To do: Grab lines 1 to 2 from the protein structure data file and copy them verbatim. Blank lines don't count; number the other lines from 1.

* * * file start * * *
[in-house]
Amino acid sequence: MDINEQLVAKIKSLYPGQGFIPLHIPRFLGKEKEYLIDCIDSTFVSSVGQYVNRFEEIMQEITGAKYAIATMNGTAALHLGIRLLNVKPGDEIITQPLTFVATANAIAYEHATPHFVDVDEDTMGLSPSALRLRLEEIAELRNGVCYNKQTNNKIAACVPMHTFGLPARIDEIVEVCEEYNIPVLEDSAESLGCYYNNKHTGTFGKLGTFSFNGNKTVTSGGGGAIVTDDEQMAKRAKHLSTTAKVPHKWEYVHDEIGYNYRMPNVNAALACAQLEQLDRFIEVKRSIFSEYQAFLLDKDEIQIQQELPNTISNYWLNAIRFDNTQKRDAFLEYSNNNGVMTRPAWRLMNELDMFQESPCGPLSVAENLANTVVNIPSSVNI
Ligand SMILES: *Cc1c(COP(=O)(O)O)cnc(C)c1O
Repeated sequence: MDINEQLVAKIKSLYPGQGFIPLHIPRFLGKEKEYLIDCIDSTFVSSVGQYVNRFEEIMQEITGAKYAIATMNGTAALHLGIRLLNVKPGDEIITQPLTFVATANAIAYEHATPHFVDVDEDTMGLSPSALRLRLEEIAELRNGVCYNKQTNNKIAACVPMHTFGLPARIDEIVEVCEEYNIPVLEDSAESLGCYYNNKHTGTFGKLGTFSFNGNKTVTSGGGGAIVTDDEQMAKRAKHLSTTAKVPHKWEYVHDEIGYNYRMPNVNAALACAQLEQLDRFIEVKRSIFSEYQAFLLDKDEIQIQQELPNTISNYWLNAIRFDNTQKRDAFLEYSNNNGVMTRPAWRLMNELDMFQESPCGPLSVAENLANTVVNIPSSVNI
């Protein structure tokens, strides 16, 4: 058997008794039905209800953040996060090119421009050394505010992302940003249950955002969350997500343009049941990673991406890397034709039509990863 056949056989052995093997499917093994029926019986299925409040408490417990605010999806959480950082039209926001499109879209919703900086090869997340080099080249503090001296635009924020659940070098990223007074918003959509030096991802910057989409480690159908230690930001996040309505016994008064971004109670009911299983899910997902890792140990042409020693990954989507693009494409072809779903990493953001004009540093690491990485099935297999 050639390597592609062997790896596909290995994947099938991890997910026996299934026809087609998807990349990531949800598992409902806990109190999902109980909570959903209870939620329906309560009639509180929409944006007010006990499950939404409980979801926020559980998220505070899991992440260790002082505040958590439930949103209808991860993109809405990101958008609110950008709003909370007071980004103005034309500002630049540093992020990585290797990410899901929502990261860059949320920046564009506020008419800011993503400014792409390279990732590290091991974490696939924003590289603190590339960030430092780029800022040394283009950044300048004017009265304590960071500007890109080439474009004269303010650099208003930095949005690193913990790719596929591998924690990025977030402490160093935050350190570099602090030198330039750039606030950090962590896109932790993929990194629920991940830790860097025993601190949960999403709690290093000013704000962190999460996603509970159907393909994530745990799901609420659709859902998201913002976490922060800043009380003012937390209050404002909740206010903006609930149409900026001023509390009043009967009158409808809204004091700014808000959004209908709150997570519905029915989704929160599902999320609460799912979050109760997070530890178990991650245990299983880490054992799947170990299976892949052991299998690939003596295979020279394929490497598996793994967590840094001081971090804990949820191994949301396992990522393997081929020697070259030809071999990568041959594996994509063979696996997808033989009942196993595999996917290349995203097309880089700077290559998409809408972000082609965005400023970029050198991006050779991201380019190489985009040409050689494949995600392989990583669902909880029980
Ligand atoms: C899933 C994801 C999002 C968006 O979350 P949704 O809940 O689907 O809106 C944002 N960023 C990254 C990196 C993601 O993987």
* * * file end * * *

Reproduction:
[in-house]
Amino acid sequence: MDINEQLVAKIKSLYPGQGFIPLHIPRFLGKEKEYLIDCIDSTFVSSVGQYVNRFEEIMQEITGAKYAIATMNGTAALHLGIRLLNVKPGDEIITQPLTFVATANAIAYEHATPHFVDVDEDTMGLSPSALRLRLEEIAELRNGVCYNKQTNNKIAACVPMHTFGLPARIDEIVEVCEEYNIPVLEDSAESLGCYYNNKHTGTFGKLGTFSFNGNKTVTSGGGGAIVTDDEQMAKRAKHLSTTAKVPHKWEYVHDEIGYNYRMPNVNAALACAQLEQLDRFIEVKRSIFSEYQAFLLDKDEIQIQQELPNTISNYWLNAIRFDNTQKRDAFLEYSNNNGVMTRPAWRLMNELDMFQESPCGPLSVAENLANTVVNIPSSVNI